Species & Habitats

Wildlife in Washington face a wide range of threats, from disease and invasive species to declining habitat and climate change. The Washington Department of Fish and Wildlife is dedicated to conserving and protecting the state's wildlife -- including endangered and other at-risk species -- from these threats. Learn about the work we're doing to protect Washington habitats and what to do if you encounter an orphaned or problematic animal.

American badger

In this section

Looking to learn more about a specific fish or wildlife species in Washington? Start here.
Learn about the variety of ecosystems found in Washington that provide habitat for fish and wildlife.
Living in Washington means living with wildlife. Whether you've found a baby bird out of the nest or are dealing with deer damaging your backyard, WDFW is here to help when you cross paths with the state's diverse wildlife.
WDFW is responsible for managing endangered, threatened, and otherwise at-risk species in the state.
The Washington Department of Fish and Wildlife is hard at work helping protect and conserve fish and wildlife habitats in the state.
If you work or play in Washington’s many waterways, you may be unknowingly spreading invasive species destructive to our state’s environment and economy.
From elk hoof disease to white-nose syndrome in bats, WDFW tracks and responds to reports of disease affecting wildlife in our state.
The Toxics Biological Observation System (TBiOS) team monitors and tracks toxic contaminants in Puget Sound and on Washington's Pacific coast.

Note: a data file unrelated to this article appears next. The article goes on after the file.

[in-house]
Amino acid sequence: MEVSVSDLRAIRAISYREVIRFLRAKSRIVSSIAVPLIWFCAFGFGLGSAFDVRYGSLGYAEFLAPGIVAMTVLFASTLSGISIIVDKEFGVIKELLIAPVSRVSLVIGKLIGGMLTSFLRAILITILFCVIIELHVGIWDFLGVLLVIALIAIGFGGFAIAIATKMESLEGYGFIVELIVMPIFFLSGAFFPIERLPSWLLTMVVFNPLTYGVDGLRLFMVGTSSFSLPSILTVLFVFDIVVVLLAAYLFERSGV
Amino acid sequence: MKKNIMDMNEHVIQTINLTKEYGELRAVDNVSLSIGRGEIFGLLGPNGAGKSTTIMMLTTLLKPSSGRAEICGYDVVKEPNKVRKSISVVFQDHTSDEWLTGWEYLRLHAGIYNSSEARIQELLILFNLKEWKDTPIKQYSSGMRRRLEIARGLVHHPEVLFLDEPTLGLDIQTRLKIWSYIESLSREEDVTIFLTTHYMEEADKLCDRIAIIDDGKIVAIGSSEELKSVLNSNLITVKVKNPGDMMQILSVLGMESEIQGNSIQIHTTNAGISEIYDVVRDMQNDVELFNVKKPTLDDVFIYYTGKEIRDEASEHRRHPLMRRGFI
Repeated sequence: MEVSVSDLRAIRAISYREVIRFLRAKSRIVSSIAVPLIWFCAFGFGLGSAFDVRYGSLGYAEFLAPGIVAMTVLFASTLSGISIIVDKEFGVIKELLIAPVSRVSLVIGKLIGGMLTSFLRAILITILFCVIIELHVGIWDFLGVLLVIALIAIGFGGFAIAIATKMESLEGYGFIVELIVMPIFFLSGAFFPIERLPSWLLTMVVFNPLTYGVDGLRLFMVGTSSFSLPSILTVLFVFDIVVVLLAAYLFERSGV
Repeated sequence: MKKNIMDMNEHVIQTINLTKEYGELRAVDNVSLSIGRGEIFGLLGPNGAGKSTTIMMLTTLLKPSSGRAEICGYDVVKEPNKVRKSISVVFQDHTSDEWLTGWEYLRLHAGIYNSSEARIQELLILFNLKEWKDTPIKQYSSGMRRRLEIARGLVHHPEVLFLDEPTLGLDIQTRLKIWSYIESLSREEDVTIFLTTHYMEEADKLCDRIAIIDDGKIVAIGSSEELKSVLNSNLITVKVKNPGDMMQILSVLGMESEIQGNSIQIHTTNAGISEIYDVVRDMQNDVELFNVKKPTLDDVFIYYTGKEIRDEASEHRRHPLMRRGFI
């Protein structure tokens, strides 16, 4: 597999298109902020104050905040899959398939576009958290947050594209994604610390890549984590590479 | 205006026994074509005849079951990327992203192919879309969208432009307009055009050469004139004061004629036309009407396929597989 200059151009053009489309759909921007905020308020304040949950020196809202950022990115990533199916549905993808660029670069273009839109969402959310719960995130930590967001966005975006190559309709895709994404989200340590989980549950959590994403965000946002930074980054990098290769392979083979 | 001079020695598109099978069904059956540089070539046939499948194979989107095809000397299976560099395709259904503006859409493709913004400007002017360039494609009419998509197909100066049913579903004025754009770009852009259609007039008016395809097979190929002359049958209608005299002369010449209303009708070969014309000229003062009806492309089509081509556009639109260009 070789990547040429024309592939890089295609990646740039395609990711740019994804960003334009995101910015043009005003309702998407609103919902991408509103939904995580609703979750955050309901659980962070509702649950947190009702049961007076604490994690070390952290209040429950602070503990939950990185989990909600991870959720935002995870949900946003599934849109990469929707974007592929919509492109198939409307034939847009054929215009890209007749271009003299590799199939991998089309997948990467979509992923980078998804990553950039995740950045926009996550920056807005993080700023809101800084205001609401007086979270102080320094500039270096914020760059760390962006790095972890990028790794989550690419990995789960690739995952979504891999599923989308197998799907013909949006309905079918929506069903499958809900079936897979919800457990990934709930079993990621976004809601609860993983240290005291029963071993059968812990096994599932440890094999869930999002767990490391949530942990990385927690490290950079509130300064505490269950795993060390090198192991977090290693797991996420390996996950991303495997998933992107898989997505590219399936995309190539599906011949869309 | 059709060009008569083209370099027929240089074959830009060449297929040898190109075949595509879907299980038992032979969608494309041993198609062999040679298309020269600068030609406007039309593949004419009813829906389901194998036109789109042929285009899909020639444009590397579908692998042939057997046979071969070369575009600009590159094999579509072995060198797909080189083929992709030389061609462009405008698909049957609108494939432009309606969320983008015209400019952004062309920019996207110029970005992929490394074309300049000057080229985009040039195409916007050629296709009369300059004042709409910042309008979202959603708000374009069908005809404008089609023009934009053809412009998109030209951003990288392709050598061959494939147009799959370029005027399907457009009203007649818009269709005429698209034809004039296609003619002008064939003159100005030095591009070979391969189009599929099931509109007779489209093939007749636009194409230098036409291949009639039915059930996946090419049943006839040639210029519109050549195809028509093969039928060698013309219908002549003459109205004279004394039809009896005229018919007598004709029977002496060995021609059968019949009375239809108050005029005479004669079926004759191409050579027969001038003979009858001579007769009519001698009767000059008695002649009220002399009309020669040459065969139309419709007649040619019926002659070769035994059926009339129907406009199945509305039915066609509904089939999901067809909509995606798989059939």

Enjoy live footage of salmon and steelhead in the greater Puget Sound area.

Species news & important dates

Orca jumps out of water
Watch the recording of Wild Washington Live! Southern Resident Killer Whales.

Watch the recording of our first Wild Washington LIVE! event of the school year to learn about Southern Resident Killer Whales and what WDFW does to protect this endangered population. 


Fishers released at Olympic National Park to boost restoration efforts for housecat-sized member of weasel family

On Friday, Nov. 5, federal, state, tribal and partner biologists released five fishers from Alberta, Canada into the lush, coastal forest near Lake Ozette, the latest event in a nearly two decades-long project to restore the native species to Washington State.

Conservation starts here

"This Land is Part of Us" Film Screening and Discussion
Watch the recorded screening and panel discussion for a short film WDFW produced in partnership with Conservation Northwest about the shrubsteppe ecosystem.
Undersized culvert, a common barrier to fish migration
Grant application period for fish barrier removal projects now open
The Brian Abbott Fish Barrier Removal Board is accepting grant proposals to remove barriers that prevent salmon and steelhead from swimming upstream.
Bulkhead on beach
Puget Sound meets 2020 bulkhead removal goal, new indicators will chart the future
The 2020 goal to reduce shoreline armoring was just barely reached last year. Bulkheads often occupy areas of the beach used by forage fish, which are important food for salmon.

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